The first documented mention of Anchoring was from a man called William Twitmire from his work on the knee jerk response (Bill Twitmire doesn’t get into the history books much, mostly because of a non-status name). The well named Ivan Pavlov is the one everyone remembers because of the dogs and bells (albeit he was using a tuning fork really).

Basic anchoring involves in essence, the elicitation of a strong congruent experience of a desired state, whilst using some notable stimulus (touch, word, sight) at the time this is most fully realized. In many cases, repetition of the stimulus will re associate and restore the experience of the state.
There are refinements and sophistications in setting anchors this way, and subtleties involved in order to both set them with precision, and to avoid accidentally neutralizing them in the process of setting them up.

The notion of using anchoring was refined by Bandler and Grinder and uses the powerful unconscious resources of others to get the responses you desire.

It is a natural process that usually occurs without our awareness, and may have positive impact, or be maladaptive. For example, a voice tonality that resembles the characteristics of one’s perception of an “angry voice” may not actually be as a result of anger, but will usually trigger an emotional response in the person perceiving the tonality to have the traits of anger.

However, consciously creating an anchor means a resourceful state can be recalled at will. For example, touching the knuckle of the left hand after the anchor has been established so that this action produces the resourceful state.

Types of anchors

Anchors (the “trigger“, or stimulus) can come in an infinitude of possible forms: verbal phrases, physical touches or sensations, certain sights and sounds, or internally, such as words one says to oneself, or memories and states one is in. An extreme view is that almost everything one perceives acts as an anchor, in the sense that perceiving it tends to trigger reflexively some thought or feeling or response.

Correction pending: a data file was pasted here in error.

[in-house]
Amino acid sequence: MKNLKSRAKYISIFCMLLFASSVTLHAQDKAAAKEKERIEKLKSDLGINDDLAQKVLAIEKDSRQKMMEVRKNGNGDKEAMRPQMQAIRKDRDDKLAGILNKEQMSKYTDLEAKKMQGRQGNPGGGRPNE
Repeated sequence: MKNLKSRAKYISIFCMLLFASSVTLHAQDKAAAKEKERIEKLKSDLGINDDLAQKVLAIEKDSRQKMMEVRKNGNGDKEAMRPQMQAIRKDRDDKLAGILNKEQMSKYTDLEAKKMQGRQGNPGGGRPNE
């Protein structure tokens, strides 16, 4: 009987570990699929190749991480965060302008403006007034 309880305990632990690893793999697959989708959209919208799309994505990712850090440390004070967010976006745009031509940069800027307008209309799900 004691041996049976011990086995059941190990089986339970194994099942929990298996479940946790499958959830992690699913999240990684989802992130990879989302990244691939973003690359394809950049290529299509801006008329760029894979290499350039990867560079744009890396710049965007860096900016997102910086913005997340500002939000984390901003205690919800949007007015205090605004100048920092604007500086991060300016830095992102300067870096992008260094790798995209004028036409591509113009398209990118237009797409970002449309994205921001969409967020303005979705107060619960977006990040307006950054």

Anchoring is a natural process that usually occurs without our awareness, and may have positive impact, or be maladaptive. For example, a voice tonality that resembles the characteristics of one’s perception of an “”angry voice”” may not actually be as a result of anger, but will usually trigger an emotional response in the person perceiving the tonality to have the traits of anger.

There are certain speculations as to what criteria must be met before an Anchor can be properly formed. Most agree that the trigger must be
Specific – otherwise the subject will not begin to sensitize to it
Intermittent – if it were constant then desensitization would eventually occur
Anchored to a unique, specific and prompt reaction – otherwise the anchor will fail to elicit and reinforced any one single response due to many different reactions being associated to the trigger.

It is also important that reinforcement of an anchor (in other words, repeated formation with the aim of reinforcement) should have a “break” between each repeat, since the neurological ‘lesson’ is quite capable of working either way, and only one way is desired. This is an example of where precision and structure may create a difference between success and failure.


If, when young, you participated in family activities that gave you great pleasure, the pleasure was associated with the activity itself, so when you think of the activity or are reminded of it you tend to re-experience some pleasurable feeling.